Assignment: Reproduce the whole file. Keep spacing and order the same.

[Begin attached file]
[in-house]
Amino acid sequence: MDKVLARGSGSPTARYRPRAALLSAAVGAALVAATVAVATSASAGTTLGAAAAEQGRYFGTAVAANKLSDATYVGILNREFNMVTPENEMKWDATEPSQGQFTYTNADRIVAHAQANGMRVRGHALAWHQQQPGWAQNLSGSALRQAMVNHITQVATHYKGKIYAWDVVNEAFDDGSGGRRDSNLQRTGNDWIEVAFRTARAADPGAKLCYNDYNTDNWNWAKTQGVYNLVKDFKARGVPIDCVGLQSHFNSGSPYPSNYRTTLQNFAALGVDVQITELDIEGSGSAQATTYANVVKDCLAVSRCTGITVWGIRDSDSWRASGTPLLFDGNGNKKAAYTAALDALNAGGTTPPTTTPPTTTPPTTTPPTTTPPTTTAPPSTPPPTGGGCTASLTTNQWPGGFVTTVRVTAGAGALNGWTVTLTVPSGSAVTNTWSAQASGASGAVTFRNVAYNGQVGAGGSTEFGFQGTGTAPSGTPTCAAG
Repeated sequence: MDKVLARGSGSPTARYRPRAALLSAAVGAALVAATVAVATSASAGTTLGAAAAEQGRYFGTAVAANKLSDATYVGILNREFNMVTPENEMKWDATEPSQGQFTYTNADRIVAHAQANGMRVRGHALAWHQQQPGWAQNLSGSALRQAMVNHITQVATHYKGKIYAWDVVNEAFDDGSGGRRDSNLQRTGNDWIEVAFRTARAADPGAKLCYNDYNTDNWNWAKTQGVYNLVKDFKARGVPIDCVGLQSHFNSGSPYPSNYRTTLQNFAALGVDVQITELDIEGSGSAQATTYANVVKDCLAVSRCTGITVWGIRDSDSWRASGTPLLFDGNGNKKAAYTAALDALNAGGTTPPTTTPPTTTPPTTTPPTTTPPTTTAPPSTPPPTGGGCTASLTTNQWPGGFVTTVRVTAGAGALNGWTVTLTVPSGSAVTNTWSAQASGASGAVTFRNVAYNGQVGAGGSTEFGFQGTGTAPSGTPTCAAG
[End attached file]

[in-house]
Amino acid sequence: MDKVLARGSGSPTARYRPRAALLSAAVGAALVAATVAVATSASAGTTLGAAAAEQGRYFGTAVAANKLSDATYVGILNREFNMVTPENEMKWDATEPSQGQFTYTNADRIVAHAQANGMRVRGHALAWHQQQPGWAQNLSGSALRQAMVNHITQVATHYKGKIYAWDVVNEAFDDGSGGRRDSNLQRTGNDWIEVAFRTARAADPGAKLCYNDYNTDNWNWAKTQGVYNLVKDFKARGVPIDCVGLQSHFNSGSPYPSNYRTTLQNFAALGVDVQITELDIEGSGSAQATTYANVVKDCLAVSRCTGITVWGIRDSDSWRASGTPLLFDGNGNKKAAYTAALDALNAGGTTPPTTTPPTTTPPTTTPPTTTPPTTTAPPSTPPPTGGGCTASLTTNQWPGGFVTTVRVTAGAGALNGWTVTLTVPSGSAVTNTWSAQASGASGAVTFRNVAYNGQVGAGGSTEFGFQGTGTAPSGTPTCAAG
Repeated sequence: MDKVLARGSGSPTARYRPRAALLSAAVGAALVAATVAVATSASAGTTLGAAAAEQGRYFGTAVAANKLSDATYVGILNREFNMVTPENEMKWDATEPSQGQFTYTNADRIVAHAQANGMRVRGHALAWHQQQPGWAQNLSGSALRQAMVNHITQVATHYKGKIYAWDVVNEAFDDGSGGRRDSNLQRTGNDWIEVAFRTARAADPGAKLCYNDYNTDNWNWAKTQGVYNLVKDFKARGVPIDCVGLQSHFNSGSPYPSNYRTTLQNFAALGVDVQITELDIEGSGSAQATTYANVVKDCLAVSRCTGITVWGIRDSDSWRASGTPLLFDGNGNKKAAYTAALDALNAGGTTPPTTTPPTTTPPTTTPPTTTPPTTTAPPSTPPPTGGGCTASLTTNQWPGGFVTTVRVTAGAGALNGWTVTLTVPSGSAVTNTWSAQASGASGAVTFRNVAYNGQVGAGGSTEFGFQGTGTAPSGTPTCAAG